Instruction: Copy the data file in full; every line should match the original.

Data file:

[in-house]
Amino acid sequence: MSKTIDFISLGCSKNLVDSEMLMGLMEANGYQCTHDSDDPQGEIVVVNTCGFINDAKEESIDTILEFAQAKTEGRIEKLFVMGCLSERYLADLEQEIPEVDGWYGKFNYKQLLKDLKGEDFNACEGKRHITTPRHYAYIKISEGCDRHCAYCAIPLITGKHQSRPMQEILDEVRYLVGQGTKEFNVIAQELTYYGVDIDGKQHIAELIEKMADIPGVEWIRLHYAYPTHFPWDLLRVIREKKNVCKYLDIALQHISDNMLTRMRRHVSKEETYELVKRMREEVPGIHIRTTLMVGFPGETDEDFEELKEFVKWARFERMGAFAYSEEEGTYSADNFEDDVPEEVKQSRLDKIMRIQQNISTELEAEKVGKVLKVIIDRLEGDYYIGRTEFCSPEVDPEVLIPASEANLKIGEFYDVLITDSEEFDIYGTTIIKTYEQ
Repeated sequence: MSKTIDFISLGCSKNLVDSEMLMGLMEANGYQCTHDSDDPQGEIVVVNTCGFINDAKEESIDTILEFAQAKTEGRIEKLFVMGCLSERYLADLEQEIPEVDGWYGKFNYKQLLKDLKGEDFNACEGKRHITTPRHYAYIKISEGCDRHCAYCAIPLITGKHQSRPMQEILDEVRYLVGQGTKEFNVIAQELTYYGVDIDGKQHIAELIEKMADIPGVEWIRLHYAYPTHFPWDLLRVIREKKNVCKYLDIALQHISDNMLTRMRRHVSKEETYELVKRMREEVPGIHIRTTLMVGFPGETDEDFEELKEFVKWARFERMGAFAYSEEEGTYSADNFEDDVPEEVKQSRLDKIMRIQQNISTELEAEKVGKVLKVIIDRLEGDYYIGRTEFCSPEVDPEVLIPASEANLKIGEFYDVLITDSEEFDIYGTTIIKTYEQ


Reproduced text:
[in-house]
Amino acid sequence: MSKTIDFISLGCSKNLVDSEMLMGLMEANGYQCTHDSDDPQGEIVVVNTCGFINDAKEESIDTILEFAQAKTEGRIEKLFVMGCLSERYLADLEQEIPEVDGWYGKFNYKQLLKDLKGEDFNACEGKRHITTPRHYAYIKISEGCDRHCAYCAIPLITGKHQSRPMQEILDEVRYLVGQGTKEFNVIAQELTYYGVDIDGKQHIAELIEKMADIPGVEWIRLHYAYPTHFPWDLLRVIREKKNVCKYLDIALQHISDNMLTRMRRHVSKEETYELVKRMREEVPGIHIRTTLMVGFPGETDEDFEELKEFVKWARFERMGAFAYSEEEGTYSADNFEDDVPEEVKQSRLDKIMRIQQNISTELEAEKVGKVLKVIIDRLEGDYYIGRTEFCSPEVDPEVLIPASEANLKIGEFYDVLITDSEEFDIYGTTIIKTYEQ
Repeated sequence: MSKTIDFISLGCSKNLVDSEMLMGLMEANGYQCTHDSDDPQGEIVVVNTCGFINDAKEESIDTILEFAQAKTEGRIEKLFVMGCLSERYLADLEQEIPEVDGWYGKFNYKQLLKDLKGEDFNACEGKRHITTPRHYAYIKISEGCDRHCAYCAIPLITGKHQSRPMQEILDEVRYLVGQGTKEFNVIAQELTYYGVDIDGKQHIAELIEKMADIPGVEWIRLHYAYPTHFPWDLLRVIREKKNVCKYLDIALQHISDNMLTRMRRHVSKEETYELVKRMREEVPGIHIRTTLMVGFPGETDEDFEELKEFVKWARFERMGAFAYSEEEGTYSADNFEDDVPEEVKQSRLDKIMRIQQNISTELEAEKVGKVLKVIIDRLEGDYYIGRTEFCSPEVDPEVLIPASEANLKIGEFYDVLITDSEEFDIYGTTIIKTYEQ